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Treasury nominee Jacob J. Lew says he would work to boost recovery

February 13, 2013|By Jim Puzzanghera
  • Jacob J. Lew, center, arrives to testify before the Senate Finance Committee on his nomination to be Treasury secretary, met by Sen. Charles E. Schumer (D-N.Y.), left, and former Sen. Pete Domenici (R-N.M.)., who introduced Lew to the panel.
Jacob J. Lew, center, arrives to testify before the Senate Finance Committee… (Mandel Ngan / AFP/Getty…)

WASHINGTON -- Treasury secretary nominee Jacob J. Lew told senators Wednesday that his top priority was to boost the economic recovery while also grappling with the nation's growing debt.

In his confirmation hearing before the Senate Finance Committee, Lew warned that automatic government spending cuts coming March 1 would damage the recovery. And he called for Democrats and Republicans to work together to improve the economy, citing his history of working across party lines.

"In recent years, some have argued that Washington is irrevocably broken, that our government cannot tackle the nation’s most serious problems, that bipartisanship is a thing of the past. I disagree," Lew said in his prepared remarks.

"The truth is, we all share the same goals. We want an economy that is expanding," he said.  

Quiz: How much do you know about looming federal budget cuts?

President Obama nominated Lew, 57, to replace Timothy F. Geithner, who stepped down as Treasury secretary last month. Lew had been Obama's chief of staff, and also served as head of the Office of Management and Budget in the Obama and Clinton administrations.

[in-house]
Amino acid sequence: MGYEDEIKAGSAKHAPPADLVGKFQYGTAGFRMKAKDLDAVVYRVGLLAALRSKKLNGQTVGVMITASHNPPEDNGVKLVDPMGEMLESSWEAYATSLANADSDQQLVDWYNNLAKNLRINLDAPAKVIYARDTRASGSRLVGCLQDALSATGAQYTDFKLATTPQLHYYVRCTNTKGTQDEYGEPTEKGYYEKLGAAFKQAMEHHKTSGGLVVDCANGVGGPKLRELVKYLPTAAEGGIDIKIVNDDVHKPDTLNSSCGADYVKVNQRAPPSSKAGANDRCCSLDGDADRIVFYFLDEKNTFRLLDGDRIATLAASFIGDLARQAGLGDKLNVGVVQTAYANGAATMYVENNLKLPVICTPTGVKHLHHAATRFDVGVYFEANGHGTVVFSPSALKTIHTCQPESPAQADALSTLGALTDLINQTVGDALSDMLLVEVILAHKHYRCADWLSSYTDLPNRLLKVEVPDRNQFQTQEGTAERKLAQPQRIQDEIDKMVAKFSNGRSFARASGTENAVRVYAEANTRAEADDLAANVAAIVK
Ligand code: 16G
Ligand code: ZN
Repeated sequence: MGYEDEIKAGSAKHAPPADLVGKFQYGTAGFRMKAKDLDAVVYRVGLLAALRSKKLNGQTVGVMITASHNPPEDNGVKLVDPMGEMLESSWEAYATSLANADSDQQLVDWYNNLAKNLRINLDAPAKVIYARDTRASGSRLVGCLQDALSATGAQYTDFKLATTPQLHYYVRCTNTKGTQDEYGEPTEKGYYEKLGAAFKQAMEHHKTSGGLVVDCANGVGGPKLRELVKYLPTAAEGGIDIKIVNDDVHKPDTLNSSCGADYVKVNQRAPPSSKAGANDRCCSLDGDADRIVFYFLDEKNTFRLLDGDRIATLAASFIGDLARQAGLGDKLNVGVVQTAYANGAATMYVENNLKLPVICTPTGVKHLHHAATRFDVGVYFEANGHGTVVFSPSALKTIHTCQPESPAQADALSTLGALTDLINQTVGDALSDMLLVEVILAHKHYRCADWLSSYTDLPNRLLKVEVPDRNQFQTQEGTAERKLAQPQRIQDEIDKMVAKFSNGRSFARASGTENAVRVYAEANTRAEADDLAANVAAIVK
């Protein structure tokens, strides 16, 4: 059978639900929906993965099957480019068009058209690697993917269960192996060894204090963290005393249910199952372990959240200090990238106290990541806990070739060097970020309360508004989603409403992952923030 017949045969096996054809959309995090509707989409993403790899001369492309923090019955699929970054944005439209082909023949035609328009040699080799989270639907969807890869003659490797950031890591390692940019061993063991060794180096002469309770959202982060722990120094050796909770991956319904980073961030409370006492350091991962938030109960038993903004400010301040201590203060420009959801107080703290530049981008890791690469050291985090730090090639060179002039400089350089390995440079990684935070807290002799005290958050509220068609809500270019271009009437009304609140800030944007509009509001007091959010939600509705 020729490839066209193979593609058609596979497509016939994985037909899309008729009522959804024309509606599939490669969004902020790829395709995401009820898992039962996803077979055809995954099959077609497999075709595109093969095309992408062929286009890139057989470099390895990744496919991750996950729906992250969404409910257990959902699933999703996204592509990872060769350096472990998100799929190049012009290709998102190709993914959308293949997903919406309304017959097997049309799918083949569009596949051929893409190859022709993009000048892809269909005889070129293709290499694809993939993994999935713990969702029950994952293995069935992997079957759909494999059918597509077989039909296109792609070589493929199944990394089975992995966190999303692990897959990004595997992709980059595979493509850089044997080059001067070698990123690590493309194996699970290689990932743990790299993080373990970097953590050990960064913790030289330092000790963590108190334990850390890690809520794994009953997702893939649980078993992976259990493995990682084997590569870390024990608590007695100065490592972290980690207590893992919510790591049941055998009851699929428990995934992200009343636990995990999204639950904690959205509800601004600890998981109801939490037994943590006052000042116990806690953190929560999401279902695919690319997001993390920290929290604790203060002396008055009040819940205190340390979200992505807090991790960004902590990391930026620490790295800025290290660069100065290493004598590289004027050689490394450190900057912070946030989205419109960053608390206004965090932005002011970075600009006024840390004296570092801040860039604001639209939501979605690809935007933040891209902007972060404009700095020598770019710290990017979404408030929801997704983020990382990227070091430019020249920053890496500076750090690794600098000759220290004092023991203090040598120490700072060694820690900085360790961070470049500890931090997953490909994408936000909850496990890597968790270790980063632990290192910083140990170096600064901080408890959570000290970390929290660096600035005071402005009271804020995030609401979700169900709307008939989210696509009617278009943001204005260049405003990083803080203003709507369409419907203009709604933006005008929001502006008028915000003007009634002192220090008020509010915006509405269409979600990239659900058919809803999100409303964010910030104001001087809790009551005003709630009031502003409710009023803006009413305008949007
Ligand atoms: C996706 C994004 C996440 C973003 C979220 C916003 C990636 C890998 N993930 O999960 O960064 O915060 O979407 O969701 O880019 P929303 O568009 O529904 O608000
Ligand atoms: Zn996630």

As the budget director for two Democratic presidents, Lew negotiated spending deals with Republican majorities in Congress. Between his government stints, Lew worked in the private sector. He was president of New York University and worked from 2006 to 2009 at Citigroup.

Lew was managing director and chief operating officer at Citi Global Wealth Management from 2006 to 2008. He held the same position at Citi Alternative Investments in 2008-09.

Lew descibed his role at Citigroup as being "part of the senior management team trying to drive organizational change at one of our nation’s largest banks."

Sen. Orrin Hatch (R-Utah) said he would press Lew at the hearing on his time at Citigroup and was among several Republicans who planned tough questions.

"Some of the units’ activities included proprietary trading along with sales and marketing of risky investments," Hatch said.

"If you knew about the marketing and sales of those investments, it would be instructive for us to find out what you knew," he continued. "If you did not know much about them, then it would be instructive for us to find out why, and to determine exactly what your responsibilities were during your years at Citi when you were very well compensated, including times when Citigroup was being propped up by American taxpayers."

Senate Finance Committee Chairman Max Baucus (D-Mont.) said that Lew, if confirmed, would need to focus on three areas -- job creation, stabilizing the federal goverment's finances and simplifying the tax code.

"The state of the economy is still fragile," Baucus said. "Unemployment near 8% for the next two years is unacceptable."

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